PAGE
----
List of accesskeys skip navigation

Clinical Specialties & Centres

Skip Navigation LinksHome > Clinical Specialties & Centres > Obstetrics & Gynaecology > Going into Labour

Going into Labour

The Labour Ward comprises 8 single delivery suites enabling all mothers to give birth in privacy and is open 24 hours.

What should you bring along to the Labour Ward?

  • Antenatal Pink Card
  • Your's and Your Spouse’s/Partner’s NRIC (or passport if Non-Singaporean)

When should you come down to the Labour Ward?

If you are more than 20 weeks pregnant and experience:

  • Regular uterine contractions or abdominal pain
  • Rupture of water bag
  • Sensation/urge of pushing
  • Any vaginal bleeding
  • Baby is less active or is not moving

Things to note on admission to the Labour Ward:

  • Inform the midwife if you intend to claim your placenta
  • Inform the midwife if you intend to donate or collect your cord blood
  • Only husbands are allowed in the delivery suite. However, in the absence of a husband, a female companion may be nominated to accompany you
  • For infant security and the privacy of labouring mothers, no visitors are allowed in the Labour Ward
  • No food and drinks are allowed during labour. In cases of lengthy labour, an intravenous hydration will be initiated. Please do have a light meal before coming to the labour ward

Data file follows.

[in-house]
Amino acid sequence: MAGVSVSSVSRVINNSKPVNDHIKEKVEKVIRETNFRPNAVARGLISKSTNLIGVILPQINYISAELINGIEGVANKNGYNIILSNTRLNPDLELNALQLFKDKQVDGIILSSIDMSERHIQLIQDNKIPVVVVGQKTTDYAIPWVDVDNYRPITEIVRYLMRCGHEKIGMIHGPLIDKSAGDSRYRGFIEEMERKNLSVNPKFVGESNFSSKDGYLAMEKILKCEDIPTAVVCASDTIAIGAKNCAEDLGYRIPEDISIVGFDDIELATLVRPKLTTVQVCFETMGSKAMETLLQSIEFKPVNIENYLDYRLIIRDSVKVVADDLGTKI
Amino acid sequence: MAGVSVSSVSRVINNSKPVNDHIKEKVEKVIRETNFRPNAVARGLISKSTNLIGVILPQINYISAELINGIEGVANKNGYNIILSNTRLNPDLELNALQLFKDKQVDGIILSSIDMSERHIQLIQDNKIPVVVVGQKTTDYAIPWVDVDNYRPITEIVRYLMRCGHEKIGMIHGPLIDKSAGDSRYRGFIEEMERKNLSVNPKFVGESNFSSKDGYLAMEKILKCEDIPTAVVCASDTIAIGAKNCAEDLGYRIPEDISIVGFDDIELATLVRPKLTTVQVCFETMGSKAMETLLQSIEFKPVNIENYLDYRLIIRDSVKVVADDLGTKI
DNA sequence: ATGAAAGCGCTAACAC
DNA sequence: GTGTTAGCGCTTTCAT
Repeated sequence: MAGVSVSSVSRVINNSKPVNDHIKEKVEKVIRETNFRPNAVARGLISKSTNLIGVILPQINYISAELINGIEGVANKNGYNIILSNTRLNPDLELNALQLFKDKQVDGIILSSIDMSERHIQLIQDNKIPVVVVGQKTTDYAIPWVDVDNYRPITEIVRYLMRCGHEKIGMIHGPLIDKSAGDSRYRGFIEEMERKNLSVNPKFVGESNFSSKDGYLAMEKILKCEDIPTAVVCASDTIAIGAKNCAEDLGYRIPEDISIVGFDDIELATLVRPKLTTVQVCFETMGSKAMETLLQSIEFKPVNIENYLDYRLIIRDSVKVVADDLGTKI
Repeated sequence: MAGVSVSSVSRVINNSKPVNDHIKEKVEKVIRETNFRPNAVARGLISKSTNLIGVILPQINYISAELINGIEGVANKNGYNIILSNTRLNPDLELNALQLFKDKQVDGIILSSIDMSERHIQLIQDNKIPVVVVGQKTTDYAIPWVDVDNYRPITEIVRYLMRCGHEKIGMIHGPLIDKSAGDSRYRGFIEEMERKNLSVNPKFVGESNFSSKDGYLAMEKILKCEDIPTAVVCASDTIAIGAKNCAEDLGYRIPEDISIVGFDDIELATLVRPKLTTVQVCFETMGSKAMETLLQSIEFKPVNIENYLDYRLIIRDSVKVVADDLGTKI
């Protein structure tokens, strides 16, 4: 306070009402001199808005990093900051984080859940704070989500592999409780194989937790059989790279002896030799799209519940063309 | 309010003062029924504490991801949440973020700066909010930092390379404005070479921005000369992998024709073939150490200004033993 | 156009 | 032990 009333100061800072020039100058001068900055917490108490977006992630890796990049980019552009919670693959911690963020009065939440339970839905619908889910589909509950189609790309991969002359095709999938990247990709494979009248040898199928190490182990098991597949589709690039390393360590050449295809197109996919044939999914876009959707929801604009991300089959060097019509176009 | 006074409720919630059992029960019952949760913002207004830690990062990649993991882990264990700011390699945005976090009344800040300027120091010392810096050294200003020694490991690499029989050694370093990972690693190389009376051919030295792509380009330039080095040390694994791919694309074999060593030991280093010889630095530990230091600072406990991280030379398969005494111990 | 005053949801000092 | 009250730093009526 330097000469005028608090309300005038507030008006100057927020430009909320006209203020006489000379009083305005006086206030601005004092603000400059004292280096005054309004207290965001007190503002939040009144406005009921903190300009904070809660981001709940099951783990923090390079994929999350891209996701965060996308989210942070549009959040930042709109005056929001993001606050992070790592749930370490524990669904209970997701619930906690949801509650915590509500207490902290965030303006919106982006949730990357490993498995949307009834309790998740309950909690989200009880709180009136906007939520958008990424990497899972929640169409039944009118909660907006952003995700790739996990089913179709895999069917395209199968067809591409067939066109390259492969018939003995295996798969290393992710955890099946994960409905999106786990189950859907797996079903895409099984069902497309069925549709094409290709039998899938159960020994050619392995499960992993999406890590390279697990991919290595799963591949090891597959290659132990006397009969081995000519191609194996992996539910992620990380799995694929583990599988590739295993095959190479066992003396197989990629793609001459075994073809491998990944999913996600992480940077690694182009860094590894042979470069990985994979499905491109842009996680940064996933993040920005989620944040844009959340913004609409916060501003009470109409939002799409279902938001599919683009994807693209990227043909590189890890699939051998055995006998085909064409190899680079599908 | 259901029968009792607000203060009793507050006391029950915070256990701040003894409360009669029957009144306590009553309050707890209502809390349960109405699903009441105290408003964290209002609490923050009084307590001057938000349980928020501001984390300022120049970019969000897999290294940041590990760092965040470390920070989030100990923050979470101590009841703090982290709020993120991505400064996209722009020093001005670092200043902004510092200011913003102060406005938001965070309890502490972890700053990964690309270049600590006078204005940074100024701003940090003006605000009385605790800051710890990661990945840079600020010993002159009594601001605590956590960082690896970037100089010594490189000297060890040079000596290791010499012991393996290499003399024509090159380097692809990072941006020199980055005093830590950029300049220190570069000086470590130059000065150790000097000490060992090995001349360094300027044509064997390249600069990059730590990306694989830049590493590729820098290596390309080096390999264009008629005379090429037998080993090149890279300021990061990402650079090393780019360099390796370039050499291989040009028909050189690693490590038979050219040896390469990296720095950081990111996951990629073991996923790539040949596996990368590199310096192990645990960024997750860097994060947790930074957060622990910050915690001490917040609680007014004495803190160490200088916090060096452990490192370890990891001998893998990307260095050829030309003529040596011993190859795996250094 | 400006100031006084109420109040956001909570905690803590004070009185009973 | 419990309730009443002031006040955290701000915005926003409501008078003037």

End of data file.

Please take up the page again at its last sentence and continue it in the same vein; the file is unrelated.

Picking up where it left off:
• No photography is allowed until the baby’s arrival

Baby monitoring

During labour, mothers will be monitored continuously by the cardiotocograph machine to keep track of the baby’s health

What if you are in pain?

There are 3 kinds of pain relief:

Entonox Gas
(mild to moderate pain relief)
Pethidine Injection
(moderate to severe pain relief) 
Epidural Analgesia infusion
(keeps you awake and alert, yet relatively free of pain) 
  • Start breathing in the gas before each contraction
    begins. Remove your mask when the contractions end
  • Gas has to be inhaled
    intermittently throughout the
    course of labour 
  • More effective in early stage of labour and lasts for 3 to 4 hours
  • It is a form of regional anesthesia involving injection or infusion to the lower spine
  • Offered when the mother’s cervix is more than 3cm dilated

 

Time for delivery!

  • Your doctor or midwife will inform you when to start pushing (when your cervix is fully dilated)
  • Your doctor will decide if a caesarean section is necessary
  • During emergency caesareans, husbands will not be able to witness the deliveries

Baby is here!

As SGH is Baby-friendly Hospital Initiative accredited, bonding will be encouraged by:

  • Initiation of skin-to-skin contact by having the mother cradle her child immediately for an hour, depending on the initial assessment of baby
  • Allowing the baby to initiate the first latch onto the nipple during this first hour
  • Mother and baby to be transferred together to the postnatal ward unless in exceptional cases

Last Modified Date :26 Oct 2016